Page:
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Astronaut Scott Kelly to retire from NASA after record year in space



Astronaut Scott Kelly, seen here after his year on the International Space Station, will retire from NASA on April 1. (NASA/Joel Kowsky)
Mar. 11, 2016

– Astronaut Scott Kelly will retire from NASA on April 1, a month after he returned from spending nearly a year in space, the agency announced Friday (March 11).

Kelly, who currently holds the American record for the most time spent off the planet, flew four missions, logging a total of more than 520 days in space.

His most recent flight, a year-long stay on the International Space Station, ended on March 1 after 340 days on orbit.

"This year-in-space mission was a profound challenge for all involved, and it gave me a unique perspective and a lot of time to reflect on what my next step should be on our continued journey to help further our capabilities in space and on Earth," Kelly said in a statement released Friday.

"My career with the Navy and NASA gave me an incredible chance to showcase public service to which I'm dedicated, and what we can accomplish on the big challenges of our day. I'm humbled and excited by new opportunities for me to support and share the amazing work NASA is doing to help us travel farther into the solar system and work with the next generation of science and technology leaders," he said.


Scott Kelly in the windowed Cupola on the space station. (NASA)

Selected to be an astronaut in 1996, Kelly first launched as the pilot of the space shuttle Discovery's STS-103 mission to service the Hubble Space Telescope in 1999. On Kelly's second flight, STS-118 in 2007, he served as commander of shuttle Endeavour for his first flight to the space station.

Kelly returned to the space station for a six-month mission in 2010, commanding Expedition 26. His year-long mission included commanding Expedition 45 and Expedition 46 as he collected data to support future astronauts' missions out into the solar system.

"When the first Americans set foot on Mars, they will be following in the footsteps of one of the finest astronauts in the history of the space program, my friend, Commander Scott Kelly," said Charles Bolden, NASA Administrator and former astronaut. "After spending an American record 520 days in space — including his year in space — I can think of no one more deserving of some well-deserved rest and time on the same planet as his family and friends."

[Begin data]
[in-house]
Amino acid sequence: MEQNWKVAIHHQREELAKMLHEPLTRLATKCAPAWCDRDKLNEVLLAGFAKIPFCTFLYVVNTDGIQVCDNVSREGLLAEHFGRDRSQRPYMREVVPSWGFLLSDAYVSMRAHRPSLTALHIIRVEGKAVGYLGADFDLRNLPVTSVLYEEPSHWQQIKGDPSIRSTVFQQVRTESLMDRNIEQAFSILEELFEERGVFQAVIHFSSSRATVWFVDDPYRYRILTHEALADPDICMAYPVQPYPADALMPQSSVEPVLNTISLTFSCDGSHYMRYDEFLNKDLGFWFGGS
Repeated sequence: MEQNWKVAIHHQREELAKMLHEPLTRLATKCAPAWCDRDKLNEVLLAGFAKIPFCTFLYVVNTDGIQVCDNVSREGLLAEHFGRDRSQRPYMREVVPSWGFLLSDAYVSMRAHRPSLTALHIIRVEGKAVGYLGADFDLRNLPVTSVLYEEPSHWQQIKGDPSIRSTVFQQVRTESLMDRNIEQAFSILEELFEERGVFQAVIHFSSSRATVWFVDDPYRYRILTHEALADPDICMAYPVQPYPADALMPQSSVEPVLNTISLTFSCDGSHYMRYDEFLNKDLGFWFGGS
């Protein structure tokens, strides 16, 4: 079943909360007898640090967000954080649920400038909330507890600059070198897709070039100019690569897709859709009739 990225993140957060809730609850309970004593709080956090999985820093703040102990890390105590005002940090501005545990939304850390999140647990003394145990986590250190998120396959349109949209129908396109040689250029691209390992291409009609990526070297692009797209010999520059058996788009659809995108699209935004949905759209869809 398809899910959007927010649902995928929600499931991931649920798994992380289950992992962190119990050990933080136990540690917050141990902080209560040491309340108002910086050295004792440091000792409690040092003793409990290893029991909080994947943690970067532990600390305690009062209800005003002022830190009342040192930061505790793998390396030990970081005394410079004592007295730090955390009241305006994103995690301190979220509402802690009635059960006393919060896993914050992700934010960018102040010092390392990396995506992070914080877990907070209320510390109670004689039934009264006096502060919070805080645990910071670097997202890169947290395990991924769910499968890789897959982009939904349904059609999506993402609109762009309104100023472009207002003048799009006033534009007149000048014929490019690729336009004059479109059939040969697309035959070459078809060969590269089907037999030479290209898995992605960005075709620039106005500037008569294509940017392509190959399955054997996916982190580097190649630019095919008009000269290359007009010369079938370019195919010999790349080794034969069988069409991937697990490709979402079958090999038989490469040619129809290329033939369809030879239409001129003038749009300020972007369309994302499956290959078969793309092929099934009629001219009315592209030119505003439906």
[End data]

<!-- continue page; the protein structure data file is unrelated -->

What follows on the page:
After retiring, Kelly will continue to take part in the ongoing research related to his year-long mission. Kelly will provide periodic medical samples and support other tests in much the same way that his twin brother, former astronaut Mark Kelly, made himself available for NASA's twin study during Scott's year in space.

Mark Kelly, a veteran of four shuttle missions, retired from NASA in 2011.


Scott Kelly with his twin brother Mark, a former NASA astronaut, at NASA's Johnson Space Center on March 4, 2016. (collectSPACE)

During a post-flight press conference, Scott said he would "never be done with space."

"Whether I fly in space again — you know even my brother who has been retired for a bunch of years, he still has not given up the idea that he's going to fly in space again," he said. "I don't think I'd ever say I am absolutely 100 percent done because I think there is a lot of exciting possibilities out there, maybe in the commercial [spaceflight] aspects, and they might need a guy like me someday."

"Maybe in the next 20 years you will be able to just buy a cheap ticket and go for a little visit," Kelly remarked.

"Scott's contributions to NASA are too many to name," said Brian Kelly (of no relation), the director of Flight Operations at NASA's Johnson Space Center in Houston. "His passion for this work has helped to give hundreds of thousands of people a better understanding of what NASA does."

In a letter posted on Facebook on Friday, Scott Kelly wrote that he was "grateful for the remarkable twenty years spent as an astronaut" and that his "journey was not over."

"Our universe is a big place, and we have many millions of miles yet to explore. My departure from NASA is my next step on that journey," Kelly stated. "To continue toward any journey, we must always challenge ourselves to take the next step."


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